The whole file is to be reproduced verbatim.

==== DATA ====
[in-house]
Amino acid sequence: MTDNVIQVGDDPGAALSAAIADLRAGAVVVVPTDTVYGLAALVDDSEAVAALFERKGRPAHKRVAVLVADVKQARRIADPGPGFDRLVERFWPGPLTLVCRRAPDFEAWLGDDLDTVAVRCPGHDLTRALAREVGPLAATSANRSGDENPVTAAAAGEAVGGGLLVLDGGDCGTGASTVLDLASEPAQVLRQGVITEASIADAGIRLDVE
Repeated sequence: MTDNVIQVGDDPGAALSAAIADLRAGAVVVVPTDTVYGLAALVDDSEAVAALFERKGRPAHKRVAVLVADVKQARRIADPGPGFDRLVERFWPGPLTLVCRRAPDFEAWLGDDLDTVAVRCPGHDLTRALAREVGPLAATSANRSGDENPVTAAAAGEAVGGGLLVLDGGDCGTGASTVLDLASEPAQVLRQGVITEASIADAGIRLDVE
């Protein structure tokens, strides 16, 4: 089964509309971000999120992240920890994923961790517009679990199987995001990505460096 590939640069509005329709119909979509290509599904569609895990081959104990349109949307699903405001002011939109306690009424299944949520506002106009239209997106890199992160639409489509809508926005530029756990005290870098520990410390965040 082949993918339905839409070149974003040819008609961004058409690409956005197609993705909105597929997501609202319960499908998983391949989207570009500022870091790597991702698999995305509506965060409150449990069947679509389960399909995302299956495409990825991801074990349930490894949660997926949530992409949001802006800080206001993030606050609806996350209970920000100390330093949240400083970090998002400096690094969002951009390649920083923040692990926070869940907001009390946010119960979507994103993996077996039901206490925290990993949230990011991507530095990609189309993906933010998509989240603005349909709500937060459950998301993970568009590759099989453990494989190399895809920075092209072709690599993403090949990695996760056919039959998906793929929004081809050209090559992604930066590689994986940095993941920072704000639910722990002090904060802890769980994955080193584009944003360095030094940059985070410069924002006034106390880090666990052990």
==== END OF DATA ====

[in-house]
Amino acid sequence: MTDNVIQVGDDPGAALSAAIADLRAGAVVVVPTDTVYGLAALVDDSEAVAALFERKGRPAHKRVAVLVADVKQARRIADPGPGFDRLVERFWPGPLTLVCRRAPDFEAWLGDDLDTVAVRCPGHDLTRALAREVGPLAATSANRSGDENPVTAAAAGEAVGGGLLVLDGGDCGTGASTVLDLASEPAQVLRQGVITEASIADAGIRLDVE
Repeated sequence: MTDNVIQVGDDPGAALSAAIADLRAGAVVVVPTDTVYGLAALVDDSEAVAALFERKGRPAHKRVAVLVADVKQARRIADPGPGFDRLVERFWPGPLTLVCRRAPDFEAWLGDDLDTVAVRCPGHDLTRALAREVGPLAATSANRSGDENPVTAAAAGEAVGGGLLVLDGGDCGTGASTVLDLASEPAQVLRQGVITEASIADAGIRLDVE
């Protein structure tokens, strides 16, 4: 089964509309971000999120992240920890994923961790517009679990199987995001990505460096 590939640069509005329709119909979509290509599904569609895990081959104990349109949307699903405001002011939109306690009424299944949520506002106009239209997106890199992160639409489509809508926005530029756990005290870098520990410390965040 082949993918339905839409070149974003040819008609961004058409690409956005197609993705909105597929997501609202319960499908998983391949989207570009500022870091790597991702698999995305509506965060409150449990069947679509389960399909995302299956495409990825991801074990349930490894949660997926949530992409949001802006800080206001993030606050609806996350209970920000100390330093949240400083970090998002400096690094969002951009390649920083923040692990926070869940907001009390946010119960979507994103993996077996039901206490925290990993949230990011991507530095990609189309993906933010998509989240603005349909709500937060459950998301993970568009590759099989453990494989190399895809920075092209072709690599993403090949990695996760056919039959998906793929929004081809050209090559992604930066590689994986940095993941920072704000639910722990002090904060802890769980994955080193584009944003360095030094940059985070410069924002006034106390880090666990052990």